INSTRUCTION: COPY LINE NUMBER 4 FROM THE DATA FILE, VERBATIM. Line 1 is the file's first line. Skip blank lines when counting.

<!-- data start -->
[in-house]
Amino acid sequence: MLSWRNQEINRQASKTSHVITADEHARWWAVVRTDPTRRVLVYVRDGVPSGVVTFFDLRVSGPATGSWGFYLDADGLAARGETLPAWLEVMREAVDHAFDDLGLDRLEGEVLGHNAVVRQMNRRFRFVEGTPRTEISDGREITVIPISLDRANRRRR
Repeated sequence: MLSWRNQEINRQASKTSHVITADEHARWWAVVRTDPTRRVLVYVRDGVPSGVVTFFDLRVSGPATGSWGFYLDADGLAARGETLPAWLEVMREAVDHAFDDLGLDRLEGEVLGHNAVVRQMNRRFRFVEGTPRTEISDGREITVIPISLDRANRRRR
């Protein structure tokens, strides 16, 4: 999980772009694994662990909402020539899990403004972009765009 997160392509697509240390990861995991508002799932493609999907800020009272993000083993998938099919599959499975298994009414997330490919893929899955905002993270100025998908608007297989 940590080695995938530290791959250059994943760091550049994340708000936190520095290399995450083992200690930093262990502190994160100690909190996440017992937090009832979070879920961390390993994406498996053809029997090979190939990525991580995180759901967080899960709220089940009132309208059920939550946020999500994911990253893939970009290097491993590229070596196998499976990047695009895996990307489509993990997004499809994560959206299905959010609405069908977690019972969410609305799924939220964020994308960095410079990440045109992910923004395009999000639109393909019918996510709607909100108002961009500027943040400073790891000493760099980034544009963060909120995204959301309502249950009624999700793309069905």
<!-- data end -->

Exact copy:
């Protein structure tokens, strides 16, 4: 999980772009694994662990909402020539899990403004972009765009 997160392509697509240390990861995991508002799932493609999907800020009272993000083993998938099919599959499975298994009414997330490919893929899955905002993270100025998908608007297989 940590080695995938530290791959250059994943760091550049994340708000936190520095290399995450083992200690930093262990502190994160100690909190996440017992937090009832979070879920961390390993994406498996053809029997090979190939990525991580995180759901967080899960709220089940009132309208059920939550946020999500994911990253893939970009290097491993590229070596196998499976990047695009895996990307489509993990997004499809994560959206299905959010609405069908977690019972969410609305799924939220964020994308960095410079990440045109992910923004395009999000639109393909019918996510709607909100108002961009500027943040400073790891000493760099980034544009963060909120995204959301309502249950009624999700793309069905």